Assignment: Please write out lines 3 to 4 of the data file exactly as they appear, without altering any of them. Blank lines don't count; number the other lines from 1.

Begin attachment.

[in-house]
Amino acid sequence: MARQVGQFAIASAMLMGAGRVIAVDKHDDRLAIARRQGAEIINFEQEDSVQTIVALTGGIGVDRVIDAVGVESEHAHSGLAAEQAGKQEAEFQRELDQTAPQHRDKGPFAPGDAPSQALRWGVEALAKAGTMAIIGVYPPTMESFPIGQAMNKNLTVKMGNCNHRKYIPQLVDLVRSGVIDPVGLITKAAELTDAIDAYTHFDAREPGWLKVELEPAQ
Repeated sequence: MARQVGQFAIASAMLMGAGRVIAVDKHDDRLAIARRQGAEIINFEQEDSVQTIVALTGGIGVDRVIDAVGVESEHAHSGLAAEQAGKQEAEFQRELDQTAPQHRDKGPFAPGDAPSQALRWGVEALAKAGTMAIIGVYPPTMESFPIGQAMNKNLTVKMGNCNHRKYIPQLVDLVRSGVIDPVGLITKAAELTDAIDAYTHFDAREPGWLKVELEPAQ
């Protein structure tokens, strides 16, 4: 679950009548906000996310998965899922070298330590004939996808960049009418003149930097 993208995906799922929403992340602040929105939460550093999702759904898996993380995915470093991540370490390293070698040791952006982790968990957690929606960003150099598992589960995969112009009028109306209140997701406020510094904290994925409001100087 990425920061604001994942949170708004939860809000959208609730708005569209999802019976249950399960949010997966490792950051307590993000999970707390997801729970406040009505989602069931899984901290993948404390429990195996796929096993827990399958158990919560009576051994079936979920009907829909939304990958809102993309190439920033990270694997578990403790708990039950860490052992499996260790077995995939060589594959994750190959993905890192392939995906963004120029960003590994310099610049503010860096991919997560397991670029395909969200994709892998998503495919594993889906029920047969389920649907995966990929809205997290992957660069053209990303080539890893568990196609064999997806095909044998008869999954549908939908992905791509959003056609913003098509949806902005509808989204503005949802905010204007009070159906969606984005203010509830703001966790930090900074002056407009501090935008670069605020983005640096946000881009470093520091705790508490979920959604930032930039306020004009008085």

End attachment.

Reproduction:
Repeated sequence: MARQVGQFAIASAMLMGAGRVIAVDKHDDRLAIARRQGAEIINFEQEDSVQTIVALTGGIGVDRVIDAVGVESEHAHSGLAAEQAGKQEAEFQRELDQTAPQHRDKGPFAPGDAPSQALRWGVEALAKAGTMAIIGVYPPTMESFPIGQAMNKNLTVKMGNCNHRKYIPQLVDLVRSGVIDPVGLITKAAELTDAIDAYTHFDAREPGWLKVELEPAQ
């Protein structure tokens, strides 16, 4: 679950009548906000996310998965899922070298330590004939996808960049009418003149930097 993208995906799922929403992340602040929105939460550093999702759904898996993380995915470093991540370490390293070698040791952006982790968990957690929606960003150099598992589960995969112009009028109306209140997701406020510094904290994925409001100087 990425920061604001994942949170708004939860809000959208609730708005569209999802019976249950399960949010997966490792950051307590993000999970707390997801729970406040009505989602069931899984901290993948404390429990195996796929096993827990399958158990919560009576051994079936979920009907829909939304990958809102993309190439920033990270694997578990403790708990039950860490052992499996260790077995995939060589594959994750190959993905890192392939995906963004120029960003590994310099610049503010860096991919997560397991670029395909969200994709892998998503495919594993889906029920047969389920649907995966990929809205997290992957660069053209990303080539890893568990196609064999997806095909044998008869999954549908939908992905791509959003056609913003098509949806902005509808989204503005949802905010204007009070159906969606984005203010509830703001966790930090900074002056407009501090935008670069605020983005640096946000881009470093520091705790508490979920959604930032930039306020004009008085």